The Secret Genius of Pumpkin Spice Market

Michael Beausoleil
Published in
5 min readSep 28, 2021

On Wednesday, September 22nd, we officially entered autumn of 2021. Everyone has their favorite seasonal traditions, but it seems all restaurants celebrate in the same way: pumpkin spice. While some people turn their noses at the flavor, there seems to be just as many people who are crazy for pumpkin spice.

It’s easy to understand why some people would be annoyed by “pumpkin spice season.” It was once considered an indication of fall’s arrival, but recent years have started earlier and earlier. Now, you can get a pumpkin spice latte (PSL) before students go back to school.

Even though the flavor is polarizing, it seems like it has to be profitable. While many people associate the PSL with Starbucks, restaurants and retailers have fully leaned into the craze. Due to the number of pumpkin-flavored treats available in the second-half of the calendar year, it would be logical to assume it’s culinary gold. Someone needs to be making money from this sensation, and there has to be a reason it gets promoted so heavily each year.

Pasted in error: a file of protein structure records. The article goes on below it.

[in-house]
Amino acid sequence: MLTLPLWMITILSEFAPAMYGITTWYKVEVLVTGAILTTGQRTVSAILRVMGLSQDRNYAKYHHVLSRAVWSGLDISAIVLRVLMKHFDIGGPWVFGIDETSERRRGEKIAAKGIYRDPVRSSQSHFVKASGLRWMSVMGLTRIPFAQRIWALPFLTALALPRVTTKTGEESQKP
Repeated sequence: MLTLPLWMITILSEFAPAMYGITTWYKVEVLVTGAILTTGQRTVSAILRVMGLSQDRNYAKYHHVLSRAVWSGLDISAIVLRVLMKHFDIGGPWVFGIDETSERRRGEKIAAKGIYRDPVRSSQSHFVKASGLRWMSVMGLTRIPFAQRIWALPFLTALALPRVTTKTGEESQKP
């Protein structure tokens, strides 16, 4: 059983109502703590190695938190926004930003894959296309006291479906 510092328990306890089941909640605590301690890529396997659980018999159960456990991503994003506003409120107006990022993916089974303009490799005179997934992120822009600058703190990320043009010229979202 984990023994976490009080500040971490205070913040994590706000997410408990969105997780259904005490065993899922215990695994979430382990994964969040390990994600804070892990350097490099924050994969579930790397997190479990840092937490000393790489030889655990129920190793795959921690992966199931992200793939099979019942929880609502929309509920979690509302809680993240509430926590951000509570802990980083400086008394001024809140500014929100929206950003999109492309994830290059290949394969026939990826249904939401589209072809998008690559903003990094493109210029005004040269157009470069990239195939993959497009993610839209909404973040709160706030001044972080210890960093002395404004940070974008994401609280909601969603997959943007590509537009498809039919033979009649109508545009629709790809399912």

Starbucks: Making America Pumpkin Spice

The history of pumpkin spice fever goes back to 2003 when Starbucks first introduced the PSL. Like all good American traditions, the roots belong in a major franchise who just wanted to increase profits. Starbucks had already introduced seasonal winter drinks, and they wanted to create a drink that would generate attention in the fall.

via Starbucks

In fact, the PSL didn’t even contain pumpkin until 2015. It just used spices commonly added to pumpkin pies. Even after pumpkin purée was added to the recipe, it was just a formality. There’s only a small amount, and it was likely added due to criticism.

Regardless of controversies, Starbucks made nearly $100 millions selling PSLs in 2015. By 2019, Starbucks had sold nearly 425 million PSLs worldwide, a number that has undoubtedly climbed since then. While Starbucks knows they struck gold with their pumpkin flavoring, they also acknowledge shifts in consumer trends. More recently, customers have shown a preference for iced drinks rather than hot beverages. So, their pumpkin offerings have expanded beyond PSLs. Now, you can ice your latte or add some pumpkin foam to your cold brew. It makes sense, because it’s…

Michael Beausoleil
Writer for

User Analytics | Digital & Brand Marketing | Productivity … hoping to explore topics that interest me and find others with similar passions